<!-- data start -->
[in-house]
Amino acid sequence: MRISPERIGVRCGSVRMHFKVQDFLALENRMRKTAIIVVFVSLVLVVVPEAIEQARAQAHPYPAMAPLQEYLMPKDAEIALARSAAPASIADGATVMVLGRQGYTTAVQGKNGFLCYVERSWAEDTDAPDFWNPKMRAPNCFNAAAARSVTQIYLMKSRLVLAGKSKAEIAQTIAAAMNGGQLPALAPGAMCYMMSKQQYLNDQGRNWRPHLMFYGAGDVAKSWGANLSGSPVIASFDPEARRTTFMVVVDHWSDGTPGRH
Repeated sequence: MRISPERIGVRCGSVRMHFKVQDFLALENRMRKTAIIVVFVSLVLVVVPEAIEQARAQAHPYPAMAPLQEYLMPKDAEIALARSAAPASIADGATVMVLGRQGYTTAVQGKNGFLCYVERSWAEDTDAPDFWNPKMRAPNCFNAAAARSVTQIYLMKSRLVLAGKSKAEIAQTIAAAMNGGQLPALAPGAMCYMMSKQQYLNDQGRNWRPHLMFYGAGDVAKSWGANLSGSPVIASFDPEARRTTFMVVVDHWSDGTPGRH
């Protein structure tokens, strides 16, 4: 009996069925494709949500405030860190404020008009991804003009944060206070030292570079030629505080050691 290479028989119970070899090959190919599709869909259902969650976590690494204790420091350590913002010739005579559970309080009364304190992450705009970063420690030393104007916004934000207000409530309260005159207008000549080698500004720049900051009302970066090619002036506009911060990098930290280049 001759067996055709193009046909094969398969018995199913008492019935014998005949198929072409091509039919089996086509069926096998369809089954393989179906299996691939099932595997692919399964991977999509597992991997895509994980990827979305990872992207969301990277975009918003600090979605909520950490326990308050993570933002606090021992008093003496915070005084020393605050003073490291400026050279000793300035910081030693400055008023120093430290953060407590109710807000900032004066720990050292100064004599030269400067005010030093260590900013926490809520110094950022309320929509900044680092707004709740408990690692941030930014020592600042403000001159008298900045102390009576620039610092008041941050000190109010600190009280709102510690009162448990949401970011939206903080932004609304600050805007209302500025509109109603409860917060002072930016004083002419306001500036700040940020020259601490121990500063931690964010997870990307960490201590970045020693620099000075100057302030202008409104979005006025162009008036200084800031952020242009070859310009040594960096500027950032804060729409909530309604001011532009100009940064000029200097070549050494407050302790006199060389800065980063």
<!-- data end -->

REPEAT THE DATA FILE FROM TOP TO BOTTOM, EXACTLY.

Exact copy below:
[in-house]
Amino acid sequence: MRISPERIGVRCGSVRMHFKVQDFLALENRMRKTAIIVVFVSLVLVVVPEAIEQARAQAHPYPAMAPLQEYLMPKDAEIALARSAAPASIADGATVMVLGRQGYTTAVQGKNGFLCYVERSWAEDTDAPDFWNPKMRAPNCFNAAAARSVTQIYLMKSRLVLAGKSKAEIAQTIAAAMNGGQLPALAPGAMCYMMSKQQYLNDQGRNWRPHLMFYGAGDVAKSWGANLSGSPVIASFDPEARRTTFMVVVDHWSDGTPGRH
Repeated sequence: MRISPERIGVRCGSVRMHFKVQDFLALENRMRKTAIIVVFVSLVLVVVPEAIEQARAQAHPYPAMAPLQEYLMPKDAEIALARSAAPASIADGATVMVLGRQGYTTAVQGKNGFLCYVERSWAEDTDAPDFWNPKMRAPNCFNAAAARSVTQIYLMKSRLVLAGKSKAEIAQTIAAAMNGGQLPALAPGAMCYMMSKQQYLNDQGRNWRPHLMFYGAGDVAKSWGANLSGSPVIASFDPEARRTTFMVVVDHWSDGTPGRH
């Protein structure tokens, strides 16, 4: 009996069925494709949500405030860190404020008009991804003009944060206070030292570079030629505080050691 290479028989119970070899090959190919599709869909259902969650976590690494204790420091350590913002010739005579559970309080009364304190992450705009970063420690030393104007916004934000207000409530309260005159207008000549080698500004720049900051009302970066090619002036506009911060990098930290280049 001759067996055709193009046909094969398969018995199913008492019935014998005949198929072409091509039919089996086509069926096998369809089954393989179906299996691939099932595997692919399964991977999509597992991997895509994980990827979305990872992207969301990277975009918003600090979605909520950490326990308050993570933002606090021992008093003496915070005084020393605050003073490291400026050279000793300035910081030693400055008023120093430290953060407590109710807000900032004066720990050292100064004599030269400067005010030093260590900013926490809520110094950022309320929509900044680092707004709740408990690692941030930014020592600042403000001159008298900045102390009576620039610092008041941050000190109010600190009280709102510690009162448990949401970011939206903080932004609304600050805007209302500025509109109603409860917060002072930016004083002419306001500036700040940020020259601490121990500063931690964010997870990307960490201590970045020693620099000075100057302030202008409104979005006025162009008036200084800031952020242009070859310009040594960096500027950032804060729409909530309604001011532009100009940064000029200097070549050494407050302790006199060389800065980063």